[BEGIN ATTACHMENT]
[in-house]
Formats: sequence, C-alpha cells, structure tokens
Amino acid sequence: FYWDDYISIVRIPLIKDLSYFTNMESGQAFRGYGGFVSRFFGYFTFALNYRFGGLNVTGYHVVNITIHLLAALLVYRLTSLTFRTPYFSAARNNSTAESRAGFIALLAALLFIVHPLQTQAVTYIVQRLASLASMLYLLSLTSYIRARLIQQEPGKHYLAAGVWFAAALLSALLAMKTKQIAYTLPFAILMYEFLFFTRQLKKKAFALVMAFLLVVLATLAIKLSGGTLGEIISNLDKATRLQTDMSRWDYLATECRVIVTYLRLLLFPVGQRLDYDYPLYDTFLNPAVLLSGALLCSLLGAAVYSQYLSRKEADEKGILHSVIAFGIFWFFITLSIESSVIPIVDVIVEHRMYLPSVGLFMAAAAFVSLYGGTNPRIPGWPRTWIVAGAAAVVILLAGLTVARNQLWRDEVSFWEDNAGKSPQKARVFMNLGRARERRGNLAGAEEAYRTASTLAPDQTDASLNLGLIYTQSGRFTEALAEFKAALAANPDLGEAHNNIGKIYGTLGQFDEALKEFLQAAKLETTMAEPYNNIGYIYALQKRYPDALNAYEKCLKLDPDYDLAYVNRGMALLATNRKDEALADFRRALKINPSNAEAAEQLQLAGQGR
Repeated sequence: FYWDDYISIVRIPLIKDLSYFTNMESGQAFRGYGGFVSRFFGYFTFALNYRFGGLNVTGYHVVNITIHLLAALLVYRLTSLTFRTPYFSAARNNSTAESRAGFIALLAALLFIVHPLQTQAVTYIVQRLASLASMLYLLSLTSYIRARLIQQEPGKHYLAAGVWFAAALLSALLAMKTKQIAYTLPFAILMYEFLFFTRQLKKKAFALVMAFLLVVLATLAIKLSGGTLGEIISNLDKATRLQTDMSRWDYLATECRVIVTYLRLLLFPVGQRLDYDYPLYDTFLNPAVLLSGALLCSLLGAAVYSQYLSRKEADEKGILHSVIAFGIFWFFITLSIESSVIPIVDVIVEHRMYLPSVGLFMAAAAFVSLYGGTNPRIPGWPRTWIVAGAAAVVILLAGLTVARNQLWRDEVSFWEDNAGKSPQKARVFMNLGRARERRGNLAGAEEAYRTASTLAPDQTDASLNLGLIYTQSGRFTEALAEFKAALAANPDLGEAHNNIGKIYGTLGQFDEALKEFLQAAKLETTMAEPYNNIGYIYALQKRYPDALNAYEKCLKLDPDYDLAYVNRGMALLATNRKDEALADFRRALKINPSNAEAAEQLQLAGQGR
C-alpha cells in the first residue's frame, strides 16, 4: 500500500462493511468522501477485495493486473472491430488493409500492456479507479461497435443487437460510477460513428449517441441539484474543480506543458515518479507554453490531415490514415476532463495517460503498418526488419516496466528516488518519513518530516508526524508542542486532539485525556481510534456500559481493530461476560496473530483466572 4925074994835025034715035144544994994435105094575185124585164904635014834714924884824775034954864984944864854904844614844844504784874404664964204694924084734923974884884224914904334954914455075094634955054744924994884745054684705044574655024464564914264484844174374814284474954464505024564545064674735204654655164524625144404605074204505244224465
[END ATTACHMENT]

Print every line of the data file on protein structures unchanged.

[in-house]
Formats: sequence, C-alpha cells, structure tokens
Amino acid sequence: FYWDDYISIVRIPLIKDLSYFTNMESGQAFRGYGGFVSRFFGYFTFALNYRFGGLNVTGYHVVNITIHLLAALLVYRLTSLTFRTPYFSAARNNSTAESRAGFIALLAALLFIVHPLQTQAVTYIVQRLASLASMLYLLSLTSYIRARLIQQEPGKHYLAAGVWFAAALLSALLAMKTKQIAYTLPFAILMYEFLFFTRQLKKKAFALVMAFLLVVLATLAIKLSGGTLGEIISNLDKATRLQTDMSRWDYLATECRVIVTYLRLLLFPVGQRLDYDYPLYDTFLNPAVLLSGALLCSLLGAAVYSQYLSRKEADEKGILHSVIAFGIFWFFITLSIESSVIPIVDVIVEHRMYLPSVGLFMAAAAFVSLYGGTNPRIPGWPRTWIVAGAAAVVILLAGLTVARNQLWRDEVSFWEDNAGKSPQKARVFMNLGRARERRGNLAGAEEAYRTASTLAPDQTDASLNLGLIYTQSGRFTEALAEFKAALAANPDLGEAHNNIGKIYGTLGQFDEALKEFLQAAKLETTMAEPYNNIGYIYALQKRYPDALNAYEKCLKLDPDYDLAYVNRGMALLATNRKDEALADFRRALKINPSNAEAAEQLQLAGQGR
Repeated sequence: FYWDDYISIVRIPLIKDLSYFTNMESGQAFRGYGGFVSRFFGYFTFALNYRFGGLNVTGYHVVNITIHLLAALLVYRLTSLTFRTPYFSAARNNSTAESRAGFIALLAALLFIVHPLQTQAVTYIVQRLASLASMLYLLSLTSYIRARLIQQEPGKHYLAAGVWFAAALLSALLAMKTKQIAYTLPFAILMYEFLFFTRQLKKKAFALVMAFLLVVLATLAIKLSGGTLGEIISNLDKATRLQTDMSRWDYLATECRVIVTYLRLLLFPVGQRLDYDYPLYDTFLNPAVLLSGALLCSLLGAAVYSQYLSRKEADEKGILHSVIAFGIFWFFITLSIESSVIPIVDVIVEHRMYLPSVGLFMAAAAFVSLYGGTNPRIPGWPRTWIVAGAAAVVILLAGLTVARNQLWRDEVSFWEDNAGKSPQKARVFMNLGRARERRGNLAGAEEAYRTASTLAPDQTDASLNLGLIYTQSGRFTEALAEFKAALAANPDLGEAHNNIGKIYGTLGQFDEALKEFLQAAKLETTMAEPYNNIGYIYALQKRYPDALNAYEKCLKLDPDYDLAYVNRGMALLATNRKDEALADFRRALKINPSNAEAAEQLQLAGQGR
C-alpha cells in the first residue's frame, strides 16, 4: 500500500462493511468522501477485495493486473472491430488493409500492456479507479461497435443487437460510477460513428449517441441539484474543480506543458515518479507554453490531415490514415476532463495517460503498418526488419516496466528516488518519513518530516508526524508542542486532539485525556481510534456500559481493530461476560496473530483466572 4925074994835025034715035144544994994435105094575185124585164904635014834714924884824775034954864984944864854904844614844844504784874404664964204694924084734923974884884224914904334954914455075094634955054744924994884745054684705044574655024464564914264484844174374814284474954464505024564545064674735204654655164524625144404605074204505244224465